The Orange County Board of Supervisors voted this week to advance an ordinance to prohibit commercial cannabis activity and outdoor personal cultivation in the county’s unincorporated areas ahead of Jan. 1, when new state laws pertaining to marijuana go into effect.

By prohibiting such activity, the majority of Orange County supervisors are out of step with the will of most Orange County voters, 52 percent of whom backed Prop. 64 last November, legalizing recreational marijuana. The lone vote against the ordinance was Supervisor Shawn Nelson, who specifically mentioned the will of the voters in his dissent.

Though Supervisor Lisa Bartlett dismissed the relevance of this fact by citing voter approvals of Props. 47 and 57 as reason enough to diminish the value of voter input, the reality is that, on this issue at least, voters were right: marijuana prohibition has been a failure and an alternative approach is needed.

It’s worth noting that when this proposal to ban commercial activity went before the county’s Planning Commission on Oct. 11, the commission split 2-2 on recommending continued prohibition, with two commissioners noting that failure to regulate marijuana businesses will only drive the market underground.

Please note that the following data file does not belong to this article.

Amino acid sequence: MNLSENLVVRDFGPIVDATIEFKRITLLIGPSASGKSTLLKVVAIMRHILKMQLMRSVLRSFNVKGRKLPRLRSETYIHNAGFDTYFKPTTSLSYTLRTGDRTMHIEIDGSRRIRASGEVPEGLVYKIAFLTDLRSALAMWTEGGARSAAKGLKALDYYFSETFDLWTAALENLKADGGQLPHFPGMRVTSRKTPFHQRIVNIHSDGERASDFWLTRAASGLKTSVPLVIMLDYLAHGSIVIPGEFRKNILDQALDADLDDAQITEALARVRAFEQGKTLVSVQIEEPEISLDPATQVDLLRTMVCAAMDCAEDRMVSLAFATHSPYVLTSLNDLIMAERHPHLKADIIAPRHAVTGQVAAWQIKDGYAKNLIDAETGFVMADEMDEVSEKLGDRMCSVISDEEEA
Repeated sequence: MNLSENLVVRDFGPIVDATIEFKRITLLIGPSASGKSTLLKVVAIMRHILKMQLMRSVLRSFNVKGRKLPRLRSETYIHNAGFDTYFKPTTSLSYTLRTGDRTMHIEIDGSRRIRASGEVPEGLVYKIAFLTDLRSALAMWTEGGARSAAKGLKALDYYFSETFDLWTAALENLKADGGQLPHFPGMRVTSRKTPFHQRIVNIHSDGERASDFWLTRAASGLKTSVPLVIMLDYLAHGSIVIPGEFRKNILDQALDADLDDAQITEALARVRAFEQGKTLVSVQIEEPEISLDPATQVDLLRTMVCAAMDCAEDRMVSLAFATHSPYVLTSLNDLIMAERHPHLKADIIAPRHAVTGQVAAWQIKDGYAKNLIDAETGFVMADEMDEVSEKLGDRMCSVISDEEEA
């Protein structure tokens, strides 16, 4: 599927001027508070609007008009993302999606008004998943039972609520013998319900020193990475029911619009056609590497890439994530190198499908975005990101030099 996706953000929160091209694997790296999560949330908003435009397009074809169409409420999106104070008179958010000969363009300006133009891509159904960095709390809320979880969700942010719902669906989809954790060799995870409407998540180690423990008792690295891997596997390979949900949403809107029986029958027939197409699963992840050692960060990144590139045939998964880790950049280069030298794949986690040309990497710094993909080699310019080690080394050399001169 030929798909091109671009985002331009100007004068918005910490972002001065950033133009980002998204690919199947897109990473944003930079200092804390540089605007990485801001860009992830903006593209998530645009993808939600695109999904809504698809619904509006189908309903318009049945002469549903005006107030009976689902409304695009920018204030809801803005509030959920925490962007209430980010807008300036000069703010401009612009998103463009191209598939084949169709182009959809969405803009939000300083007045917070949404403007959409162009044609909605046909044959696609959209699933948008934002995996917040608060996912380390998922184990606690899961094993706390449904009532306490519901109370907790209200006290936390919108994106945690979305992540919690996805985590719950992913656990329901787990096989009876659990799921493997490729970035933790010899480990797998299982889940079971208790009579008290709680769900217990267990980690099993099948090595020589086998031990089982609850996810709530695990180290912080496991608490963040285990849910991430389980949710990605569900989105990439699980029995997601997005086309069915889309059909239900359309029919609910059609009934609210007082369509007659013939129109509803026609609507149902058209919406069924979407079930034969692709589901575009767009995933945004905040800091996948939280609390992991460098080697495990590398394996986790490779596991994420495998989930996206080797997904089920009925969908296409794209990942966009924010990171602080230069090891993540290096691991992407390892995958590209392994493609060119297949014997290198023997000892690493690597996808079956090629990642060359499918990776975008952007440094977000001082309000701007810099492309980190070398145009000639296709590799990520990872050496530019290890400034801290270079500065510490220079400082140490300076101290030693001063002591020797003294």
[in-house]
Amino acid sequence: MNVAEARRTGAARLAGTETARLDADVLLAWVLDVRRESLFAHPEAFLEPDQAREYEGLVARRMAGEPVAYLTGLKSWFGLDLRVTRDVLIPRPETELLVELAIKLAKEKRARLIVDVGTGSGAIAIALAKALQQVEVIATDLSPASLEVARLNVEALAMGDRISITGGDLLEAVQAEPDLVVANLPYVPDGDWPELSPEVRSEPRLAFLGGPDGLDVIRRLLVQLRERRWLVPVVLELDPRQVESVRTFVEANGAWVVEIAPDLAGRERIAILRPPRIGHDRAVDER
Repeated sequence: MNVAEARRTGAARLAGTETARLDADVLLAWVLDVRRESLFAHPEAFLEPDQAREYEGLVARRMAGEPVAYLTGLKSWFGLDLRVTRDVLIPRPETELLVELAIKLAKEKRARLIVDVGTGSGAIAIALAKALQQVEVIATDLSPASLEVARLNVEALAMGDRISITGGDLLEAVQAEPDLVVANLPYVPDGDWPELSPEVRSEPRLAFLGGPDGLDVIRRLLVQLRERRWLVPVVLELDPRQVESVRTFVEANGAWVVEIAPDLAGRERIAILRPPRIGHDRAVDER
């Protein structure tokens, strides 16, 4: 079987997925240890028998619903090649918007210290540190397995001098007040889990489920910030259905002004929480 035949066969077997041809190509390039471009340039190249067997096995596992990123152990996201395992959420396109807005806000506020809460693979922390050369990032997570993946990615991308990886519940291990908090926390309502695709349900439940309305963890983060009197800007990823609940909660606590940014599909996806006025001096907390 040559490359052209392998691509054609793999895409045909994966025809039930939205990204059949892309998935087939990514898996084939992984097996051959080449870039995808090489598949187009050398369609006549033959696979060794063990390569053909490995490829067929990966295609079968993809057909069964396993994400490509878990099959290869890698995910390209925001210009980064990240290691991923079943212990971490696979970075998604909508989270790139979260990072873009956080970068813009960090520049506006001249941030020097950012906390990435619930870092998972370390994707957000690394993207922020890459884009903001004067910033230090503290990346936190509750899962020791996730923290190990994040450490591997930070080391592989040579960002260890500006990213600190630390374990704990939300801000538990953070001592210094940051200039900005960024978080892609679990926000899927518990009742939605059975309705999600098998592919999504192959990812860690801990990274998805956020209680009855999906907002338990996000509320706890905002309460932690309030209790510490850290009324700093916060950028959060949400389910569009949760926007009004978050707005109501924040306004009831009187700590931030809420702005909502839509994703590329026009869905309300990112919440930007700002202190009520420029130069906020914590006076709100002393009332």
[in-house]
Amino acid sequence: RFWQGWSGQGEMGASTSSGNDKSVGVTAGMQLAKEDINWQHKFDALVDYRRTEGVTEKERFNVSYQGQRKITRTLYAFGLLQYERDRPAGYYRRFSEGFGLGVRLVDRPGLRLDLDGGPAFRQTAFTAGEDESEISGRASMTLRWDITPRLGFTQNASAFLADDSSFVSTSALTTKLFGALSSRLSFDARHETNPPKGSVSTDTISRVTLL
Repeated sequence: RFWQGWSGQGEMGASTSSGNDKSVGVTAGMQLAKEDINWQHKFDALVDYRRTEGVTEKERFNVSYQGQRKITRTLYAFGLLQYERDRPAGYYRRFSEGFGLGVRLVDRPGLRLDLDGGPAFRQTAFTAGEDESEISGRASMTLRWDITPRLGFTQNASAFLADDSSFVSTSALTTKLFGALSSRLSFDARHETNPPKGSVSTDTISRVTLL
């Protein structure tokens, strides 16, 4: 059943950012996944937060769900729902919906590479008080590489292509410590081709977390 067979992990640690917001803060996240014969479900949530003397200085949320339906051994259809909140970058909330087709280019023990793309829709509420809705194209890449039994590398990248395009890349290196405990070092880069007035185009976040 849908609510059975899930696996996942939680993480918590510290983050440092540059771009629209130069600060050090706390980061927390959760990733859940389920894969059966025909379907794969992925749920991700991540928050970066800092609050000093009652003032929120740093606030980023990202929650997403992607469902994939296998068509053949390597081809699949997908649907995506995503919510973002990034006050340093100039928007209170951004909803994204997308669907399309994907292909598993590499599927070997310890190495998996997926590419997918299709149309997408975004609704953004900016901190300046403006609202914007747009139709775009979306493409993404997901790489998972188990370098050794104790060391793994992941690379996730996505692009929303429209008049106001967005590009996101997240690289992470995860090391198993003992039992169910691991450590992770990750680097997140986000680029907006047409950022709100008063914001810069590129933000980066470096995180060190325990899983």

[related_articles location=”left” show_article_date=”false” article_type=”automatic-primary-section” curated_ids=””]Thus, when the proposal went before the board, it was backed only by a staff report with questionable analysis of the issue at hand.

Among other things, the report asserted that “prohibition of commercial cannabis activities is proper and necessary to avoid the risks of criminal activity, degradation of the natural environment, malodorous smells and indoor electrical fire hazards that may result from unregulated cannabis cultivation.”

If the past century has told us anything, it’s that prohibition doesn’t work to curb criminal activity, protect the environment, stop people from being able to smell marijuana or prevent fire hazards. To the contrary, prohibition only makes it harder for communities to manage the negative consequences of marijuana activity, creating criminals out of people who would otherwise be willing to follow reasonable regulations.

As Diane Goldstein, a retired Lt. Commander with the Redondo Beach Police Department, wrote to the board, “Creating excessive barriers through bans takes us two steps backward and will only continue to prop up the illicit market while incurring significant public safety costs.”

She’s right. If supervisors are serious about actually protecting the public and having any meaningful control over marijuana activity, they should embrace legalization, not prohibition.

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